Posted by:

James M Orpin
12 Dec 2023

In the search box ... type ... command prompt and select RUN AS ADMINISTRATOR. In the window that pops up type In the following command:


powercfg -duplicatescheme e9a42b02-d5df-448d-aa00-03f14749eb61

This will allow ULTIMATE POWER in power options found in control panel


Posted by:

Bill
13 Dec 2023

Connecting my laptop to my CAT6 wired gig Ethernet speeds it up making it faster than when it is on the WiFi. Not for everyone but as a retired communications technician I wired the entire house with CAT6 cabling years ago and that made that possible.


Posted by:

howard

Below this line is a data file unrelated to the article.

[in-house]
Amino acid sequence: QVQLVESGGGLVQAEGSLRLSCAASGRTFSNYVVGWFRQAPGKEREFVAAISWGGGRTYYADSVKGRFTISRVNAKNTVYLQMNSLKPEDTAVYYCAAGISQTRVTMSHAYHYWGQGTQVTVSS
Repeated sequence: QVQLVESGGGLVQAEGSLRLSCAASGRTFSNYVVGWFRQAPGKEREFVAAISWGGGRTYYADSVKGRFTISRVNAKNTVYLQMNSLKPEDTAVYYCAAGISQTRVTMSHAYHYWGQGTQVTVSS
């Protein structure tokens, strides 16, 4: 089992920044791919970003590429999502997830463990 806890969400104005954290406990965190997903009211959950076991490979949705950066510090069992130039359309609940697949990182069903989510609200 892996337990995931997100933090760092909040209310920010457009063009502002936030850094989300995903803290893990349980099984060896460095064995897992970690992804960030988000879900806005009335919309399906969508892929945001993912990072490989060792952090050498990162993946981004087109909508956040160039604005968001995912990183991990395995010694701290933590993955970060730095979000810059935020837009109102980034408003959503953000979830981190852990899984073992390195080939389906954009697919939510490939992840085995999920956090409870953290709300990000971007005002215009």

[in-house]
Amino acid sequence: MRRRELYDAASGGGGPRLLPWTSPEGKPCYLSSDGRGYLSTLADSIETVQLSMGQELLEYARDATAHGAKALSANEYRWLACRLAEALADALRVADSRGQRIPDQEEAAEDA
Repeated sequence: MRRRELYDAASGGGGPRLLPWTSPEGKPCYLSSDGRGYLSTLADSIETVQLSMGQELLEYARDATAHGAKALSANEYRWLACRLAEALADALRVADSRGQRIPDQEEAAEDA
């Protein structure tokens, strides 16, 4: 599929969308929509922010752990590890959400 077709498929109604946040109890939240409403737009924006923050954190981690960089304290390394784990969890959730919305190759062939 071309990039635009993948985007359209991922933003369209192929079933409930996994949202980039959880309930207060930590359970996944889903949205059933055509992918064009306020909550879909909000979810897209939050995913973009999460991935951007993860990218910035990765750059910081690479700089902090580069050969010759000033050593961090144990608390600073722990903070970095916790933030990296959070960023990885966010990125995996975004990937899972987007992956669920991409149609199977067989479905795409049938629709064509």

13 Dec 2023

I have yet to find a laptop with just one screw to remove to open it up - most have 12 or more and some require removing the keyboard to remove more screws


Posted by:

Gary
14 Dec 2023

Every laptop I've worked on had one screw on the small cover for the drive and one screw on the small cover for the memory. Ymmv! I've done some dual booting with a few Linux distros and settled on Zorin some years ago. It's very windows-like but I will say this about ALL Linux distros: They are NOT and never will be Windows! There is a learning curve and that has improved a lot in recent years. Just my 2 cents and I don't think everyone out there will see it the same way! Good day to all.